The biological significance of PTK2 in breast cancer was explored by dividing the TCGA-BRCA data into PTK2 high expression and PTK2 low expression groups, and the limma package was used to screen DEGs. Screening criteria were FDR < 0.01 and |logFC| > 1.5. The clusterProfiler package was used to analyze the functional enrichment of DEGs. In addition, the C5_bp dataset was downloaded from the GSEA website and GSEA analysis was performed on the DEGs.
Quality assessment and PCA (Principal Component Analysis) analysis were performed on GSE87295, and the results showed that the quality of the expression data in the GSE87295 dataset was in line with the subsequent analysis. The PCA analysis results showed that GSE87295 had a greater degree of discrimination between the GDM group and the control group (Figs. 1A and 1B). The differential analysis identified a total of 507 up-regulated and 364 down-regulated genes (Fig. 1C). The expression profile of the top 30 up- and down-regulated genes was extracted and visualized using a heatmap (Fig. 1D).
To better understand the biological implications of the 871 DEGs, GO and KEGG functional enrichment analyses (Figs. 2A and 2B) were performed. For BP, differential genes were significantly enriched in cell migration, including ameboidal-type cell migration and epithelial cell migration. For CC, DEGs were significantly enriched in cell-substrate junction and focal adhesion. For MF, DEGs were significantly enriched in protein serine/threonine kinase inhibitor activity and actin binding, and Shao et al. confirmed the strong association of phosphorylation of serine/threonine residues in insulin receptors with GDM . In addition, KEGG analysis found that the DEGs were mainly enriched in axon guidance and focal adhesion.
3.2 Construction of PPI Network, Screening of Hub Genes and Validation
Using the string database, a network of potential interactions of the DEGs of GDM at the protein level was constructed. The PPI network of DEG consisted of 784 nodes and 442 edges, and the average node degree was 1.13. Cytoscape was used to display the PPI (Fig. 2C), and Cytoscape plugin CytoHubba was used to screen the hub genes, and the top 10 genes in degree were obtained as hub genes and displayed in the PPI network (Fig. 2D, Table 1).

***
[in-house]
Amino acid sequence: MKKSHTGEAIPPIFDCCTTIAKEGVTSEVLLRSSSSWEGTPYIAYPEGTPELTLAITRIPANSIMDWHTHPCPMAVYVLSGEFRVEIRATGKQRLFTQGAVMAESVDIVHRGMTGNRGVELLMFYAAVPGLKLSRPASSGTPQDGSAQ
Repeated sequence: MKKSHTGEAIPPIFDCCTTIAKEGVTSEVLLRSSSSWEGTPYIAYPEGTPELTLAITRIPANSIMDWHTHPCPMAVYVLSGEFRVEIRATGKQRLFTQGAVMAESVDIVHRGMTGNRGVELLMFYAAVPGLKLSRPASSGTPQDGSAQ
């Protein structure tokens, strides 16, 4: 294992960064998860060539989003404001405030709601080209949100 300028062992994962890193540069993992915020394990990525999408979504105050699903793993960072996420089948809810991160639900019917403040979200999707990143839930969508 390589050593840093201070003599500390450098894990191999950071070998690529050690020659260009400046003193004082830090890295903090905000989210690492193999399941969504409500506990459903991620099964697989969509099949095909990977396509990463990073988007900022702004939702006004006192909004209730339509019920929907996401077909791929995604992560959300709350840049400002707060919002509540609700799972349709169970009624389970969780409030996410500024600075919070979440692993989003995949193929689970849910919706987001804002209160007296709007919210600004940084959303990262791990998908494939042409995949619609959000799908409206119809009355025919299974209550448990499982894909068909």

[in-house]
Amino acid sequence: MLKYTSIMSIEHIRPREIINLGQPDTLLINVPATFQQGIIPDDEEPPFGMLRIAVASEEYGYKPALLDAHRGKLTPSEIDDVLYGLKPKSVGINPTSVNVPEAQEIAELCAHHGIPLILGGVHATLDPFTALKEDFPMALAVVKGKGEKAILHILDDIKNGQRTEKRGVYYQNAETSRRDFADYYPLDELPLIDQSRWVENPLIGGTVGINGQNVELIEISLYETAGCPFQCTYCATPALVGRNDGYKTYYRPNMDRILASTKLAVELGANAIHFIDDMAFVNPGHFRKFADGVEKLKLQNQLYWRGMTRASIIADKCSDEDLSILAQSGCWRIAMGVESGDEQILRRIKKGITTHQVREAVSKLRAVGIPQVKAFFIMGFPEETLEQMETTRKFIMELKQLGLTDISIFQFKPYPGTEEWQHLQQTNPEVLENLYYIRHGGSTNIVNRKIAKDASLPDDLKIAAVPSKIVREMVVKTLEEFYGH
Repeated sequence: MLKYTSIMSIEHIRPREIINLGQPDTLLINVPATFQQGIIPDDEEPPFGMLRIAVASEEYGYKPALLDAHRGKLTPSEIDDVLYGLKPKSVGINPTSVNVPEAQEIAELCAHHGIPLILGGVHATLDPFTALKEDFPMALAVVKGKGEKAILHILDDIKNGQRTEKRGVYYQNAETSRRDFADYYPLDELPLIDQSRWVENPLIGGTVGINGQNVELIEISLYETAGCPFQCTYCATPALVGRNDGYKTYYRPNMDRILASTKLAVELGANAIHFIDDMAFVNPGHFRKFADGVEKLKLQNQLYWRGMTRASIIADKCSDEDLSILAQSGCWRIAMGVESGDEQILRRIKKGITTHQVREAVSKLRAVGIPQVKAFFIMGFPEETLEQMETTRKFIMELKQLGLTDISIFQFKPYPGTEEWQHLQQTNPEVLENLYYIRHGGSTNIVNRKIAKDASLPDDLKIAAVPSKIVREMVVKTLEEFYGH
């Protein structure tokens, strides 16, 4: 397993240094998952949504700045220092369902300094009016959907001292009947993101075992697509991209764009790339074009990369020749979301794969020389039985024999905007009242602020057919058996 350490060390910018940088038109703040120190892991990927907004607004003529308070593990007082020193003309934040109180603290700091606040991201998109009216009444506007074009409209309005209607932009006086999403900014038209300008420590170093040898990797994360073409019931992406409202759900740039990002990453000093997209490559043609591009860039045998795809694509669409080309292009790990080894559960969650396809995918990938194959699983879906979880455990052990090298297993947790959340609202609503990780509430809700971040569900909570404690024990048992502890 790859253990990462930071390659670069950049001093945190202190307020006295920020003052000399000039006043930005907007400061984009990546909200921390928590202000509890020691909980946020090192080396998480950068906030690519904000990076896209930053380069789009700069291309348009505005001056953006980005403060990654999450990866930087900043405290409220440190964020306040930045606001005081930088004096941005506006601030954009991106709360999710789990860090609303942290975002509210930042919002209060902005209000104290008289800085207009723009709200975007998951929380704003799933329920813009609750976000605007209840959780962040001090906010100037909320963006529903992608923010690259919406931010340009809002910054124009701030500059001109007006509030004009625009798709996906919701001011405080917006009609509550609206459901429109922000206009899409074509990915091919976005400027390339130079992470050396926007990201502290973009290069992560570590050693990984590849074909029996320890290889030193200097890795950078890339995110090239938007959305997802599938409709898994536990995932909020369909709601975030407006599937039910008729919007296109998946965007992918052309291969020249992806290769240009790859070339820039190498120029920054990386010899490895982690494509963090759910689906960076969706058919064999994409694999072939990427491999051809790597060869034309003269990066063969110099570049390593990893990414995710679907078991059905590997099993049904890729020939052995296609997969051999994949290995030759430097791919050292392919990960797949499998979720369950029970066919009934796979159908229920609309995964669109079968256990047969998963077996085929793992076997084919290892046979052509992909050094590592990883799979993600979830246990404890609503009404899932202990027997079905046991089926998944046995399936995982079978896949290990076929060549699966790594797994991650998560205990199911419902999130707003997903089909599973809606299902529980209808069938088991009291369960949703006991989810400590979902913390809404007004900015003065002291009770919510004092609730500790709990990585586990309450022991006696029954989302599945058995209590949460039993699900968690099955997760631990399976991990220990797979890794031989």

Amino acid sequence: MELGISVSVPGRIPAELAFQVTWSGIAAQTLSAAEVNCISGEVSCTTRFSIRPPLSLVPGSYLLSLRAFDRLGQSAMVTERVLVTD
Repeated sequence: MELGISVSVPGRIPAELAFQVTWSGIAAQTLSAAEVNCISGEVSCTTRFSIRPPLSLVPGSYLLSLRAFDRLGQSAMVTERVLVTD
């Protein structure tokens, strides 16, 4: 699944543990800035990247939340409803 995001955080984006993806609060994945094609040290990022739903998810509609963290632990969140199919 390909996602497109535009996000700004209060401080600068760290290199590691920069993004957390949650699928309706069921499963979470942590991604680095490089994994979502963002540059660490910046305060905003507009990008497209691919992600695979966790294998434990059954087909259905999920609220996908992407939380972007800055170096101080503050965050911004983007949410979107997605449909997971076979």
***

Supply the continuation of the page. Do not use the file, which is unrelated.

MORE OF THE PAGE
The level of immune cell infiltration in each sample in GSE87295 (Fig. 3D) was assessed based on the CIBERSORT algorithm. There were differences in the levels of immune cell infiltration between samples, but there was no significant difference in the level of immune cell infiltration between the GDM group and the control group (Supplementary Fig. 2). The correlation between hub genes and immune cell infiltration was then analyzed, and the results showed that the hub genes identified had strong correlations with NK cells resting and mast cells activated (Fig. 3C). In addition, the hub gene had a strong correlation with immune checkpoint genes CD44, CD276 and TNFRSF14. These results suggest that immune-related effects may play a major role in the occurrence and development of GDM (Fig. 3A). A comprehensive analysis found that there was a strong correlation between PTK2 and GDM immunity (Fig. 3B).
In addition, GSE103552 was used to verify the differential expression of hub genes in GDM and control groups. The results showed that the PTK2 gene in arterial endothelial cells was significantly highly expressed in the GDM group, although there was no significant difference in the venous endothelial cells, a trend of high expression could still be observed in the GDM group (Fig. 3E).
3.3 PTK2 Differential Expression in Cancers and Correlation with Survival
The expression of PTK2 in normal tissues from GTEx data was analyzed, and the results showed that the PTK2 gene had the highest expression in blood vessels and the lowest expression in the blood. Then the differential expression of PTK2 in pan-cancer was analyzed. Compared with normal tissues, PTK2 showed high expressions in BRCA, CHOL, DLBC and other cancers, but low expressions in ACC, UCEC and UCS (Fig. 4A). This was confirmed by analysis of the GENT2 database, that PTK2 was significantly differentially expressed in multiple cancers compared with normal tissues (Fig. 4B), suggesting its importance in multiple cancers.
Survival analysis showed that lower overall survival (OS) in BRCA, KICH, KIRP, and THYM was significantly associated with higher PTK2 expression, whereas lower OS in KIRC was significantly associated with lower PTK2 expression (Fig. 4C). In addition, lower disease-free survival (DFS) in ACC, KICH and UVM was significantly associated with high PTK2 expression, while lower DFS in KIRC was significantly associated with low PTK2 expression (Fig. 4D). Taken together, PTK2 expression was significantly associated with poor prognosis in various cancers, including BRCA, KICH, and KIRC.
3.4 Mutation, Methylation, and Immune Correlates of PTK2 in Cancers